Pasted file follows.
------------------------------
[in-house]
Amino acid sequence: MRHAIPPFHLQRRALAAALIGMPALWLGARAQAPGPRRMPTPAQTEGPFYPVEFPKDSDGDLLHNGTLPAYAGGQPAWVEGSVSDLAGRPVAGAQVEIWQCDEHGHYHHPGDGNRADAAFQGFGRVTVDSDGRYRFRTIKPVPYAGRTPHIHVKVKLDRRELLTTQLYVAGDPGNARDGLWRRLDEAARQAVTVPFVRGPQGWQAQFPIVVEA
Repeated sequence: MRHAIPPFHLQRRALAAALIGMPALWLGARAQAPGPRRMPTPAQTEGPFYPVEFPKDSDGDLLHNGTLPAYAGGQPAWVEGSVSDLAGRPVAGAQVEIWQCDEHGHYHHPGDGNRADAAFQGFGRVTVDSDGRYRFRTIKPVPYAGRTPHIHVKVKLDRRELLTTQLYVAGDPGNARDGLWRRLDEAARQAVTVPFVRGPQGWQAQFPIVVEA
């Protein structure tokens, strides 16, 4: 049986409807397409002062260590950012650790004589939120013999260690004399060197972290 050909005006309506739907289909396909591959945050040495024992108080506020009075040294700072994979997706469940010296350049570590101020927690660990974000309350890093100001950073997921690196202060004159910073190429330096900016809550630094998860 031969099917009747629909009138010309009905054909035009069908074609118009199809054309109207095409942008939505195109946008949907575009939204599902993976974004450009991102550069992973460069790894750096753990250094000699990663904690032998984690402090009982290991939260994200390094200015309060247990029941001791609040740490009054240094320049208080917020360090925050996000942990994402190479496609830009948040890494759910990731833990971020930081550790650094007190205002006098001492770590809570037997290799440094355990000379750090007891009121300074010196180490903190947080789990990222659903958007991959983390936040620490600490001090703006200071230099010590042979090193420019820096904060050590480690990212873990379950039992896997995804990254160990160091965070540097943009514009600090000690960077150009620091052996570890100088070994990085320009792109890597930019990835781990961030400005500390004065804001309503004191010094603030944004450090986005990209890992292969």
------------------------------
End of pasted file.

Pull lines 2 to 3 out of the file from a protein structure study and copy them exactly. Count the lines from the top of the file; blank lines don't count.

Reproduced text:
Amino acid sequence: MRHAIPPFHLQRRALAAALIGMPALWLGARAQAPGPRRMPTPAQTEGPFYPVEFPKDSDGDLLHNGTLPAYAGGQPAWVEGSVSDLAGRPVAGAQVEIWQCDEHGHYHHPGDGNRADAAFQGFGRVTVDSDGRYRFRTIKPVPYAGRTPHIHVKVKLDRRELLTTQLYVAGDPGNARDGLWRRLDEAARQAVTVPFVRGPQGWQAQFPIVVEA
Repeated sequence: MRHAIPPFHLQRRALAAALIGMPALWLGARAQAPGPRRMPTPAQTEGPFYPVEFPKDSDGDLLHNGTLPAYAGGQPAWVEGSVSDLAGRPVAGAQVEIWQCDEHGHYHHPGDGNRADAAFQGFGRVTVDSDGRYRFRTIKPVPYAGRTPHIHVKVKLDRRELLTTQLYVAGDPGNARDGLWRRLDEAARQAVTVPFVRGPQGWQAQFPIVVEA